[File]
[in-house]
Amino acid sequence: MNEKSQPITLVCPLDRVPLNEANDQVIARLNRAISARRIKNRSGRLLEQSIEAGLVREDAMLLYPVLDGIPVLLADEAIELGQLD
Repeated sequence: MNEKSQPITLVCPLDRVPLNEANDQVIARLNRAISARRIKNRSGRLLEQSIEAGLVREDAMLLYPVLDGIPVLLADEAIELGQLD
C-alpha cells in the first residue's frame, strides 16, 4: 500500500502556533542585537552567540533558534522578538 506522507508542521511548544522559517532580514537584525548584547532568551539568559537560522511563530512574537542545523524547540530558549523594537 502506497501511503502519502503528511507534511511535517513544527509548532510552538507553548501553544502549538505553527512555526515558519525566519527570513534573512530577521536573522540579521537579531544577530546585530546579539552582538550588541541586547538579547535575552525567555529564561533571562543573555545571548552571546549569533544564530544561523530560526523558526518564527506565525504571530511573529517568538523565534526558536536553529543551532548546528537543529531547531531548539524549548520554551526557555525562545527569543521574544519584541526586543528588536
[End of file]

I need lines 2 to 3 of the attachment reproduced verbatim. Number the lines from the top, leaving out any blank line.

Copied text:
Amino acid sequence: MNEKSQPITLVCPLDRVPLNEANDQVIARLNRAISARRIKNRSGRLLEQSIEAGLVREDAMLLYPVLDGIPVLLADEAIELGQLD
Repeated sequence: MNEKSQPITLVCPLDRVPLNEANDQVIARLNRAISARRIKNRSGRLLEQSIEAGLVREDAMLLYPVLDGIPVLLADEAIELGQLD